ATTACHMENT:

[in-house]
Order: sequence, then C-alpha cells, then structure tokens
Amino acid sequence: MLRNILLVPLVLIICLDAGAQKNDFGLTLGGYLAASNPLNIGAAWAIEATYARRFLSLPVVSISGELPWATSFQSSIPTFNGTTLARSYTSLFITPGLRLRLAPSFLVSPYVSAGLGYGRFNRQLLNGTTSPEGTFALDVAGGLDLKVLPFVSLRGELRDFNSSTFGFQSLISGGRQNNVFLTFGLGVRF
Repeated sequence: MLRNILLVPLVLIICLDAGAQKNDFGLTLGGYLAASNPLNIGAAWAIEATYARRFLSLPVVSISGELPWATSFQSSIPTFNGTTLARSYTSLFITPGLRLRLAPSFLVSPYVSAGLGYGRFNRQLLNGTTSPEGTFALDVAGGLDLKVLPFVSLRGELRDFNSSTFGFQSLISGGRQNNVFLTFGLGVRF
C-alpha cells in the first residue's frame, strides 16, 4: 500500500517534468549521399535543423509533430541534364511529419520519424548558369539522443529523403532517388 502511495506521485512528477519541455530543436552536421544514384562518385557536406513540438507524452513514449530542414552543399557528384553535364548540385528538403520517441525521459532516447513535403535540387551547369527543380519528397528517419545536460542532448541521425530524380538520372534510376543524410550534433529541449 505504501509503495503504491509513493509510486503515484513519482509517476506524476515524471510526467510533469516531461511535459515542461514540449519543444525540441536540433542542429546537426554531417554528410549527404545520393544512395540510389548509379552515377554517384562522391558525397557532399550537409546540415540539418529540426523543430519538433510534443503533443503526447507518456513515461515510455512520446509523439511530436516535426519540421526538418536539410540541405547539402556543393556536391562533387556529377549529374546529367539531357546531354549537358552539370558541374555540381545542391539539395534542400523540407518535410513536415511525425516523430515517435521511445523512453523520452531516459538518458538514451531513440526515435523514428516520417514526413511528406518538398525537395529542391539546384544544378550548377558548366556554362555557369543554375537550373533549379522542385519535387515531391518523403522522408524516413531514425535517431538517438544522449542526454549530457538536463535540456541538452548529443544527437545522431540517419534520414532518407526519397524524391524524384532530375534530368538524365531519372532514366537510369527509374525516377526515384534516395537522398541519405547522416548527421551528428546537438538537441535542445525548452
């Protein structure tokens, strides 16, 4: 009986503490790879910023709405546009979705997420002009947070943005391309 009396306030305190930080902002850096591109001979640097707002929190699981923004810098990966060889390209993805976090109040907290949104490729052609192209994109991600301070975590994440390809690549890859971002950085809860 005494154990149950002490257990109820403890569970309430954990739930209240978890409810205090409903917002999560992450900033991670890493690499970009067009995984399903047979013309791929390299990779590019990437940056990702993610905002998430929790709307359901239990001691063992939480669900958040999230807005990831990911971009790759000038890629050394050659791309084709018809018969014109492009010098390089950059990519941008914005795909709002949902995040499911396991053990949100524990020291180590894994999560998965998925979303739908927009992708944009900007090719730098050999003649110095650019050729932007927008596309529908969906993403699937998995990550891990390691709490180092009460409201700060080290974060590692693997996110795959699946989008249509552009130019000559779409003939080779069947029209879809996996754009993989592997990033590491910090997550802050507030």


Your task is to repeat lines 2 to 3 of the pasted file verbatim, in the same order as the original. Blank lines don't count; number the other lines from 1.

Order: sequence, then C-alpha cells, then structure tokens
Amino acid sequence: MLRNILLVPLVLIICLDAGAQKNDFGLTLGGYLAASNPLNIGAAWAIEATYARRFLSLPVVSISGELPWATSFQSSIPTFNGTTLARSYTSLFITPGLRLRLAPSFLVSPYVSAGLGYGRFNRQLLNGTTSPEGTFALDVAGGLDLKVLPFVSLRGELRDFNSSTFGFQSLISGGRQNNVFLTFGLGVRF